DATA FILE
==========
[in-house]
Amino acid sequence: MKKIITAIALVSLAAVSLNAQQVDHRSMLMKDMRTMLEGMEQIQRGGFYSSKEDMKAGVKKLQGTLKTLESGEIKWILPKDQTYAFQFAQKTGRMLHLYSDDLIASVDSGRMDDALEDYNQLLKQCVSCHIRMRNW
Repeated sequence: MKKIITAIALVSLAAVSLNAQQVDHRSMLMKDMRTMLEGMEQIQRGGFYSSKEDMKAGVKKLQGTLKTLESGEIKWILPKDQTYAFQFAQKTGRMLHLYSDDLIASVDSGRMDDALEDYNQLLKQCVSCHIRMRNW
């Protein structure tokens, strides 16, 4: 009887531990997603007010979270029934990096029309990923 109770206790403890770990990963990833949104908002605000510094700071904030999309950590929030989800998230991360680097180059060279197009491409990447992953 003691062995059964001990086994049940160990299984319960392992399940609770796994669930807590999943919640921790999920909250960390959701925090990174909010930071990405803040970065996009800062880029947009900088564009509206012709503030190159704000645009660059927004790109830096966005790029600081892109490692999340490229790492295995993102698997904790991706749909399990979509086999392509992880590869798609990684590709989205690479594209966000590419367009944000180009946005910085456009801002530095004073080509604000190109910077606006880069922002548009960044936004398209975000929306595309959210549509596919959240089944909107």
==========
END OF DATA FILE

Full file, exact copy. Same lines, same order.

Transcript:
[in-house]
Amino acid sequence: MKKIITAIALVSLAAVSLNAQQVDHRSMLMKDMRTMLEGMEQIQRGGFYSSKEDMKAGVKKLQGTLKTLESGEIKWILPKDQTYAFQFAQKTGRMLHLYSDDLIASVDSGRMDDALEDYNQLLKQCVSCHIRMRNW
Repeated sequence: MKKIITAIALVSLAAVSLNAQQVDHRSMLMKDMRTMLEGMEQIQRGGFYSSKEDMKAGVKKLQGTLKTLESGEIKWILPKDQTYAFQFAQKTGRMLHLYSDDLIASVDSGRMDDALEDYNQLLKQCVSCHIRMRNW
């Protein structure tokens, strides 16, 4: 009887531990997603007010979270029934990096029309990923 109770206790403890770990990963990833949104908002605000510094700071904030999309950590929030989800998230991360680097180059060279197009491409990447992953 003691062995059964001990086994049940160990299984319960392992399940609770796994669930807590999943919640921790999920909250960390959701925090990174909010930071990405803040970065996009800062880029947009900088564009509206012709503030190159704000645009660059927004790109830096966005790029600081892109490692999340490229790492295995993102698997904790991706749909399990979509086999392509992880590869798609990684590709989205690479594209966000590419367009944000180009946005910085456009801002530095004073080509604000190109910077606006880069922002548009960044936004398209975000929306595309959210549509596919959240089944909107």